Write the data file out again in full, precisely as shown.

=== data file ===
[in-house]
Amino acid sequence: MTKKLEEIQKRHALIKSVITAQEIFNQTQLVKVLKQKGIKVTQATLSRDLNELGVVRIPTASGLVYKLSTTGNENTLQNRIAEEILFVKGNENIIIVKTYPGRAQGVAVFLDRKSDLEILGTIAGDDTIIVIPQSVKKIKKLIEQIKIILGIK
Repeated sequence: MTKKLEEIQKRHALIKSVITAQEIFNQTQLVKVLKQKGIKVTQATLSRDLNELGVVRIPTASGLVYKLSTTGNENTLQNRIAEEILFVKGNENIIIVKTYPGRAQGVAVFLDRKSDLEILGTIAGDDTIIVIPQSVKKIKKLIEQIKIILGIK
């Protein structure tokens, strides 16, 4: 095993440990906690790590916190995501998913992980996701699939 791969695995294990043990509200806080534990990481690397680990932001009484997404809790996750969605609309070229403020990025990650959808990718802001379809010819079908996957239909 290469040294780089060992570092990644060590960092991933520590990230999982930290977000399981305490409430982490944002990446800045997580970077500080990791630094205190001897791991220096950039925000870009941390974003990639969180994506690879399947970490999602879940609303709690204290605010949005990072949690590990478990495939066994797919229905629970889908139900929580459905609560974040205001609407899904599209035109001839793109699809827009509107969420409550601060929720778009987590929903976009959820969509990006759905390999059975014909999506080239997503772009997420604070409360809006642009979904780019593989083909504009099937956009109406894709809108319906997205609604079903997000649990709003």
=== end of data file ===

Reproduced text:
[in-house]
Amino acid sequence: MTKKLEEIQKRHALIKSVITAQEIFNQTQLVKVLKQKGIKVTQATLSRDLNELGVVRIPTASGLVYKLSTTGNENTLQNRIAEEILFVKGNENIIIVKTYPGRAQGVAVFLDRKSDLEILGTIAGDDTIIVIPQSVKKIKKLIEQIKIILGIK
Repeated sequence: MTKKLEEIQKRHALIKSVITAQEIFNQTQLVKVLKQKGIKVTQATLSRDLNELGVVRIPTASGLVYKLSTTGNENTLQNRIAEEILFVKGNENIIIVKTYPGRAQGVAVFLDRKSDLEILGTIAGDDTIIVIPQSVKKIKKLIEQIKIILGIK
């Protein structure tokens, strides 16, 4: 095993440990906690790590916190995501998913992980996701699939 791969695995294990043990509200806080534990990481690397680990932001009484997404809790996750969605609309070229403020990025990650959808990718802001379809010819079908996957239909 290469040294780089060992570092990644060590960092991933520590990230999982930290977000399981305490409430982490944002990446800045997580970077500080990791630094205190001897791991220096950039925000870009941390974003990639969180994506690879399947970490999602879940609303709690204290605010949005990072949690590990478990495939066994797919229905629970889908139900929580459905609560974040205001609407899904599209035109001839793109699809827009509107969420409550601060929720778009987590929903976009959820969509990006759905390999059975014909999506080239997503772009997420604070409360809006642009979904780019593989083909504009099937956009109406894709809108319906997205609604079903997000649990709003």